How to Proofread Your Own Work

Sometimes, even the most accomplished of authors makes an error. It’s vital that before your book is published, you check your work meticulously for any mistakes which could damage your reputation as a writer. Hayim Oshky explains how to proofread your own work, with the following five tips.

Note your frequent errors

We all have gaps in our knowledge – everyone has that one word they just can’t spell correctly or that one grammatical issue they can’t get to grips with. An article on Write to Done suggests that you make a list of your frequent spelling and grammar errors while you proof. This will allow you to recognise gaps in your knowledge and correct them in future.

Check facts separately

Proofing is about spotting spelling and grammar mistakes. Don’t confuse yourself by checking your facts while you proof; focusing on this issue may cause you to miss a spelling or grammar mistake. Check any facts listed in your work separately so that when the time comes for you to engage in proofing, you can singularly focus on weeding out spelling and grammar mistakes.

Be wary of spell check

Programmes such as Microsoft Word’s spell check are amazing. They spot any spelling and grammar mistakes automatically, making proofing easier than ever before. But you should be wary when using these programmes. Occasionally, spell check can miss something or worse, provide you with the wrong information. If you have any doubt, Google the issue to ensure you proof your work effectively.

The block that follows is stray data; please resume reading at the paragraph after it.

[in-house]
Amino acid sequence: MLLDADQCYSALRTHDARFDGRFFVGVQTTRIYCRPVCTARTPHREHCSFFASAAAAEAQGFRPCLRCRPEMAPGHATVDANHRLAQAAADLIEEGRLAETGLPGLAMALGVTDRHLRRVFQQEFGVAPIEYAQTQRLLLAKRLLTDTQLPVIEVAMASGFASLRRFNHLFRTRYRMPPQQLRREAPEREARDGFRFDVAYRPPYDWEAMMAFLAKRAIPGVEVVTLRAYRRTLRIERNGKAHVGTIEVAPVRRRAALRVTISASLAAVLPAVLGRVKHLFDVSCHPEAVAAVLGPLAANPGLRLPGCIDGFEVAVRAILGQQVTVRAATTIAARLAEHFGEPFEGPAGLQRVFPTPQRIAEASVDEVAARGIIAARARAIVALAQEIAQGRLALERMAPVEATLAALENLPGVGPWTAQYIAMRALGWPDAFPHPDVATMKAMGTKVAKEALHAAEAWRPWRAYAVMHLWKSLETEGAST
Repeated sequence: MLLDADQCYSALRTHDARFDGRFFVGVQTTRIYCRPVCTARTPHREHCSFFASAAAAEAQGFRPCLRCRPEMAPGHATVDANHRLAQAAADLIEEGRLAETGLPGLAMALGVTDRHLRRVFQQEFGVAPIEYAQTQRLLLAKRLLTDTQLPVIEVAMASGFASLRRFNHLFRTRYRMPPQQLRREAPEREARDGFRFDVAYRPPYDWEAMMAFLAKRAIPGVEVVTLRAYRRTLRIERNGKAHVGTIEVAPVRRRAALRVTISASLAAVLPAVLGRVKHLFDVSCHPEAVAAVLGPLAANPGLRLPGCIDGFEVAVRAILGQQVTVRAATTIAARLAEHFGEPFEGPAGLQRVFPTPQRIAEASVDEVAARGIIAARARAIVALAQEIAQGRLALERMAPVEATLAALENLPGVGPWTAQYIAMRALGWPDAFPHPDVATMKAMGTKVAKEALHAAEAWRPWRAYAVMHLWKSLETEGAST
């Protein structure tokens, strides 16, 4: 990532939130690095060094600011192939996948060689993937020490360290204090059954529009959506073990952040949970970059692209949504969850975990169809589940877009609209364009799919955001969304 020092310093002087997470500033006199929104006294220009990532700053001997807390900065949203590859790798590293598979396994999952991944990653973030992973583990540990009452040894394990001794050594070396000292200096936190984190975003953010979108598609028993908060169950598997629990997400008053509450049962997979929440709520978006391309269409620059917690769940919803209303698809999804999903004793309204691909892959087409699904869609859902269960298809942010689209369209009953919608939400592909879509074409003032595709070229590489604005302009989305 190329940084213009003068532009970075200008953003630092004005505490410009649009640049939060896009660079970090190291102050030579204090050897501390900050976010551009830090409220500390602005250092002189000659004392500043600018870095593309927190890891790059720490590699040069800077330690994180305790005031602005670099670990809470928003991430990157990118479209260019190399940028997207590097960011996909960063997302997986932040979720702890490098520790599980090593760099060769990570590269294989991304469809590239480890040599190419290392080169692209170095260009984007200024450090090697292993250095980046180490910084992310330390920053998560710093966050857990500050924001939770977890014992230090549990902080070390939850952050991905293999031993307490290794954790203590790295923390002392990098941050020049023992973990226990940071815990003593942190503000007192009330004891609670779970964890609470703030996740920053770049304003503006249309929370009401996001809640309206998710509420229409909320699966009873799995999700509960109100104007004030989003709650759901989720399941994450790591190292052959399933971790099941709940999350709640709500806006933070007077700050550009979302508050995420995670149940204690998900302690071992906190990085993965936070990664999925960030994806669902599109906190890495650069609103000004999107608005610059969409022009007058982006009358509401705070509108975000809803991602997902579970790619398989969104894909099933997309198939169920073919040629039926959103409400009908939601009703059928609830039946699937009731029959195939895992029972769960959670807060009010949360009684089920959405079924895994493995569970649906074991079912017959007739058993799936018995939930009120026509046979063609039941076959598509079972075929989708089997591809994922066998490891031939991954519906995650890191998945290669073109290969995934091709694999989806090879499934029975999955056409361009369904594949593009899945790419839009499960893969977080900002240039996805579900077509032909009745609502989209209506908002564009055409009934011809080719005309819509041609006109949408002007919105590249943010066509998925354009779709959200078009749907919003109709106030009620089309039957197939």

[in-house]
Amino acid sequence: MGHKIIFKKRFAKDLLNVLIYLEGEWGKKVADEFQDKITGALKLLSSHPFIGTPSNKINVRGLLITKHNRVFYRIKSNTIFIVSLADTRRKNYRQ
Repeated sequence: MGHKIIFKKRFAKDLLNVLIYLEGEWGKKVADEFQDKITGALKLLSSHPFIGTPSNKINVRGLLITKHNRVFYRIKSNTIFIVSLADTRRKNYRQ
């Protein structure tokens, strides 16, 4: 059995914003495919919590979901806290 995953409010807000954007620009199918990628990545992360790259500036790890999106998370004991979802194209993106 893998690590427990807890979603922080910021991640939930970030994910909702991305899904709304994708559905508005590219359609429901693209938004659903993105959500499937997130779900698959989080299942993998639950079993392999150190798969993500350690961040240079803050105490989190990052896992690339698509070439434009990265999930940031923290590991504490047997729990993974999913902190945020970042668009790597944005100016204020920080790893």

Eliminate all distractions

Effective proofing requires concentration. If you play music or hold a conversation while you check your work, it will limit your ability to focus 100% on the task at hand. If you find yourself distracted, it can be all too easy to miss a spelling or grammar mistake, as they can be really hard to spot. Eliminate all distractions so you can cultivate the peaceful environment you need for proofing purposes.

Read it backwards

In Effective Writing, Claire B. May and Gordon S. May advise writers; “Read your paper backward, sentence by sentence, as a final proofreading step. This technique isolates each sentence and makes it easier to spot errors you may have overlooked in previous readings.” With this approach, you can disrupt the narrative of the text, allowing you to spot errors rather than see what you expect to see.

Compile your narrative

One spelling error or grammatical mistake can change the meaning of an entire sentence. As a budding professional writer, it’s essential that you proof your work carefully to catch these issues before your book goes to print. By adopting this approach, you can ensure that spelling and grammatical issues don’t prevent readers from understanding the narrative of your text.

Thank you for reading… Hayim Oshky.

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